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9 March 2012

The future of the Anglosphere

Now for some good news about America. Indeed, not only America, but all the English-speaking nations.

Though not quite the same thing as the Anglosphere, these have been tough times for the Anglo-Saxon model of capitalism. Combined with longer-term trends such as the rise of China, some commentators regard the Great Recession and its aftermath as the terminal phase of the era of Anglo-dominance.

But writing for City Journal, Joel Kotkin and Shashi Parulekar present a mountain of evidence to the contrary. For instance:

  • "A little-noted fact these days is that the Anglosphere is still far and away the world’s largest economic bloc. Overall, it accounts for more than one-quarter of the world’s GDP... In contrast, what we can refer to as the Sinosphere—China, Hong Kong, Taiwan, and Macau—accounts for only 15.1 percent of global GDP, while India generates 5.4 percent."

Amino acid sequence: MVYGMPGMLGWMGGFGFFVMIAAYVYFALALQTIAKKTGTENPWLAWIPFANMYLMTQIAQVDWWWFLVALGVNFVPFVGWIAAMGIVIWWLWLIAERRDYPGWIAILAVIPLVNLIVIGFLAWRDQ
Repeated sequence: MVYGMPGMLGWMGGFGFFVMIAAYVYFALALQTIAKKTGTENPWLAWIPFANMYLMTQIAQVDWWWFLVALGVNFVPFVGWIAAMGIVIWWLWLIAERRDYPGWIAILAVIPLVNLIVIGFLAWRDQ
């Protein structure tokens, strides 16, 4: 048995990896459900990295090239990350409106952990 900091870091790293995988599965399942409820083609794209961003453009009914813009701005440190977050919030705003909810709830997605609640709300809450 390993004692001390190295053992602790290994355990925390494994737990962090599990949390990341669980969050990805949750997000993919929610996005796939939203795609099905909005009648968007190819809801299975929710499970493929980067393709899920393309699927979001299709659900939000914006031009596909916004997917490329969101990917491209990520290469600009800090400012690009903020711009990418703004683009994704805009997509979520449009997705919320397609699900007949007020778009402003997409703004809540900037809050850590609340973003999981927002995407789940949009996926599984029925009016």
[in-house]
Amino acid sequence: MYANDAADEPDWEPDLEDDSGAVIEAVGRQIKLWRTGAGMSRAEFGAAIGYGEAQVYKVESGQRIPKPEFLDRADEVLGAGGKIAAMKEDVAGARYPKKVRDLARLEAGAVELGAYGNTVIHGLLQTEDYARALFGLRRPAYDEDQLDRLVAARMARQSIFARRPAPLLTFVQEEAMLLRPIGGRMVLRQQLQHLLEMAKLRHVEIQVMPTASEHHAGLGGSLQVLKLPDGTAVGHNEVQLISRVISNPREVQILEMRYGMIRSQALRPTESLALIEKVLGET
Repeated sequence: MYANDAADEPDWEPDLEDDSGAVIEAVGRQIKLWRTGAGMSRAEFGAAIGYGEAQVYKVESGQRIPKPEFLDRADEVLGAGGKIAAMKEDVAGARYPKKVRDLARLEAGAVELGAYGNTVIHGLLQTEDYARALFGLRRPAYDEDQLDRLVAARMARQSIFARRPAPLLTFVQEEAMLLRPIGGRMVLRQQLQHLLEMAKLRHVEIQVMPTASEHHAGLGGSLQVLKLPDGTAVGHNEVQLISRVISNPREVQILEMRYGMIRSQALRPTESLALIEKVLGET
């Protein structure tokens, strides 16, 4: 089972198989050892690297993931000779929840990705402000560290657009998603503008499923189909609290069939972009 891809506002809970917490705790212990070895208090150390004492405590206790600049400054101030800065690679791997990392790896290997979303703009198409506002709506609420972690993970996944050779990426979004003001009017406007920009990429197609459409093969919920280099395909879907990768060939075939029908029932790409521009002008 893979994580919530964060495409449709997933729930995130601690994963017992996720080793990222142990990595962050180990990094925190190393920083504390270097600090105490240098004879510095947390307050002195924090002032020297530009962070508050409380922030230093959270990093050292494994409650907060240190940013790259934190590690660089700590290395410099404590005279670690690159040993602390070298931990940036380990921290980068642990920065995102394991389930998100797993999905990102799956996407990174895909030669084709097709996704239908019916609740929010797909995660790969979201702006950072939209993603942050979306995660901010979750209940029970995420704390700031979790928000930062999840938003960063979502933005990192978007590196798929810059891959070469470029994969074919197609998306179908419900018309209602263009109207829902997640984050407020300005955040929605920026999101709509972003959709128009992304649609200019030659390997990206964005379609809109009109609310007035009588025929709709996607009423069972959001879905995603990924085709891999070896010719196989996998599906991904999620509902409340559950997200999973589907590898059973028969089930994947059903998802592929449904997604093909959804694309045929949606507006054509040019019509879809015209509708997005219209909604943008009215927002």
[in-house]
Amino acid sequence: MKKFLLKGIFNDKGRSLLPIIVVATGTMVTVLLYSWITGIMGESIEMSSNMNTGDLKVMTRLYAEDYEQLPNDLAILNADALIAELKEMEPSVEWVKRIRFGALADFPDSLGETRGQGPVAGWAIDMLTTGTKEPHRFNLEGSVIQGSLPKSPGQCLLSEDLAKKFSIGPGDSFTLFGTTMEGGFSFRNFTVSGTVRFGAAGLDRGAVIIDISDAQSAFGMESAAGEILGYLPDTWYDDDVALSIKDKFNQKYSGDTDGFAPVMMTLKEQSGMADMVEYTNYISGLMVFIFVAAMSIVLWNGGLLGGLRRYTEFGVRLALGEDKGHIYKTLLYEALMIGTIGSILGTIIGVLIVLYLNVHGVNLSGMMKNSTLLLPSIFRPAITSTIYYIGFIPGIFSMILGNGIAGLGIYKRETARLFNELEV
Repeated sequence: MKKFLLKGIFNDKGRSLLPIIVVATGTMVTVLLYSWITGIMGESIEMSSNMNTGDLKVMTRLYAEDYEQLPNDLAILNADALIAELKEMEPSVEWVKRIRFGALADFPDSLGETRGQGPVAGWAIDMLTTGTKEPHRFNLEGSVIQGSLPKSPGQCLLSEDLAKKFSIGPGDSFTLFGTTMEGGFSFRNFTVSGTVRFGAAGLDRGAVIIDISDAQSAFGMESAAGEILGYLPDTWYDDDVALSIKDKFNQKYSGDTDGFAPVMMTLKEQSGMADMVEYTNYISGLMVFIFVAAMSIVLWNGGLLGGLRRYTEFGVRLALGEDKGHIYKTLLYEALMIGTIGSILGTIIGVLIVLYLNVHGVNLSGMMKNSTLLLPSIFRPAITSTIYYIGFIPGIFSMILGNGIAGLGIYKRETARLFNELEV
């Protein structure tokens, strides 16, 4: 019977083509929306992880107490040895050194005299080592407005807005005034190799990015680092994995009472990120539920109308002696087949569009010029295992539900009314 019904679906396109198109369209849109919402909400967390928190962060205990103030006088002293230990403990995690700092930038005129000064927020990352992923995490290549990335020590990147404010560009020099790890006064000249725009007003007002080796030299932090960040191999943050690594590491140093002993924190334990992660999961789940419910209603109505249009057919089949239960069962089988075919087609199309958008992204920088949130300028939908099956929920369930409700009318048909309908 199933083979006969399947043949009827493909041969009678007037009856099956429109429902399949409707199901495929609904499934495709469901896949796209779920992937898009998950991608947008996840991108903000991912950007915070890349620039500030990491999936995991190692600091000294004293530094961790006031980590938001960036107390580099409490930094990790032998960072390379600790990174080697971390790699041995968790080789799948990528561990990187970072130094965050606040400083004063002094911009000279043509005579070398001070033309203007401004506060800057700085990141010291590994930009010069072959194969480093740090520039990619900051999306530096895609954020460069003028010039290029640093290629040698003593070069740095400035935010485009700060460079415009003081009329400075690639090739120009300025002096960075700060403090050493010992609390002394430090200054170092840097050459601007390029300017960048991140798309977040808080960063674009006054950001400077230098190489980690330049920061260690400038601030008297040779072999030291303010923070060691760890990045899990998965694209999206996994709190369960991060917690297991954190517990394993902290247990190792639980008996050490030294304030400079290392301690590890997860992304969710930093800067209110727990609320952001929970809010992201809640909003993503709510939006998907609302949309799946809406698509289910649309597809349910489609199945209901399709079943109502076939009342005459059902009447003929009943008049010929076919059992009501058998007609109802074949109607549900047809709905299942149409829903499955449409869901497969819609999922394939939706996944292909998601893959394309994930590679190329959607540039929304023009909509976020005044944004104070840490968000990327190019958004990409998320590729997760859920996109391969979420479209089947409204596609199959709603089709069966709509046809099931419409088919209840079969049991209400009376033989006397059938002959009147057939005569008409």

But can this last? Obviously, the growth of the emerging economies – in itself a good thing for both us and them – will shift the overall balance. However, a series of key strengths will continue to give the English speaking nations a leading role. These include "overwhelming military superiority", "remarkable technological leadership" and "linguistic ascendancy."

But demographics may be the most important factor of all:

  • "Between 2000 and 2050, for example, the U.S. workforce is projected to grow by 37 percent, while China’s shrinks by 10 percent, the EU’s decreases by 21 percent, and, most strikingly, Japan’s falls by as much as 40 percent."


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